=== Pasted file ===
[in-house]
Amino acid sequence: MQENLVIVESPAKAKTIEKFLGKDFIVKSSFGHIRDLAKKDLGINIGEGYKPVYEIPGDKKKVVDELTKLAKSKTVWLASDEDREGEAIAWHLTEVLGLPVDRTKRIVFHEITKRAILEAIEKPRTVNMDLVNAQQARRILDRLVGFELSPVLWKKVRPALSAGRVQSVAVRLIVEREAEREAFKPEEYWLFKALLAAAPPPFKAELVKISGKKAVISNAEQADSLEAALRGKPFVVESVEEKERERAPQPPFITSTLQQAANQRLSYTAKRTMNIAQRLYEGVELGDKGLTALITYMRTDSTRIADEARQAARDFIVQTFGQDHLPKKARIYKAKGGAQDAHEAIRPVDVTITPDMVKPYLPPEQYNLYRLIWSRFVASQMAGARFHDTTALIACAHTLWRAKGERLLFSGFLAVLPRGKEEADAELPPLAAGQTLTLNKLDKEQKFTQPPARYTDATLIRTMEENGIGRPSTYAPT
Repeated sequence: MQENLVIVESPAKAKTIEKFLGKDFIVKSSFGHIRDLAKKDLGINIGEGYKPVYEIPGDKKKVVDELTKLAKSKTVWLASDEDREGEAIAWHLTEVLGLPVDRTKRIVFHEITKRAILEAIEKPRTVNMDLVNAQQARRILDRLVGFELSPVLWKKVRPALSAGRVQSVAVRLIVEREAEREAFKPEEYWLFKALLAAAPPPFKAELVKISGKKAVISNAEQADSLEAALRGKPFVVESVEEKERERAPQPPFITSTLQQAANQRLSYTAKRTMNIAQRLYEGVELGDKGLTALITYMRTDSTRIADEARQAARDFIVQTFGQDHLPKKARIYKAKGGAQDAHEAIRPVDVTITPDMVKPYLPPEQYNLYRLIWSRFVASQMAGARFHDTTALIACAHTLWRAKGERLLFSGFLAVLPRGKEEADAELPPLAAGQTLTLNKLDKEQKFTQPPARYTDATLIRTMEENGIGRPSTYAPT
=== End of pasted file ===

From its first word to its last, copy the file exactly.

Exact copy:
[in-house]
Amino acid sequence: MQENLVIVESPAKAKTIEKFLGKDFIVKSSFGHIRDLAKKDLGINIGEGYKPVYEIPGDKKKVVDELTKLAKSKTVWLASDEDREGEAIAWHLTEVLGLPVDRTKRIVFHEITKRAILEAIEKPRTVNMDLVNAQQARRILDRLVGFELSPVLWKKVRPALSAGRVQSVAVRLIVEREAEREAFKPEEYWLFKALLAAAPPPFKAELVKISGKKAVISNAEQADSLEAALRGKPFVVESVEEKERERAPQPPFITSTLQQAANQRLSYTAKRTMNIAQRLYEGVELGDKGLTALITYMRTDSTRIADEARQAARDFIVQTFGQDHLPKKARIYKAKGGAQDAHEAIRPVDVTITPDMVKPYLPPEQYNLYRLIWSRFVASQMAGARFHDTTALIACAHTLWRAKGERLLFSGFLAVLPRGKEEADAELPPLAAGQTLTLNKLDKEQKFTQPPARYTDATLIRTMEENGIGRPSTYAPT
Repeated sequence: MQENLVIVESPAKAKTIEKFLGKDFIVKSSFGHIRDLAKKDLGINIGEGYKPVYEIPGDKKKVVDELTKLAKSKTVWLASDEDREGEAIAWHLTEVLGLPVDRTKRIVFHEITKRAILEAIEKPRTVNMDLVNAQQARRILDRLVGFELSPVLWKKVRPALSAGRVQSVAVRLIVEREAEREAFKPEEYWLFKALLAAAPPPFKAELVKISGKKAVISNAEQADSLEAALRGKPFVVESVEEKERERAPQPPFITSTLQQAANQRLSYTAKRTMNIAQRLYEGVELGDKGLTALITYMRTDSTRIADEARQAARDFIVQTFGQDHLPKKARIYKAKGGAQDAHEAIRPVDVTITPDMVKPYLPPEQYNLYRLIWSRFVASQMAGARFHDTTALIACAHTLWRAKGERLLFSGFLAVLPRGKEEADAELPPLAAGQTLTLNKLDKEQKFTQPPARYTDATLIRTMEENGIGRPSTYAPT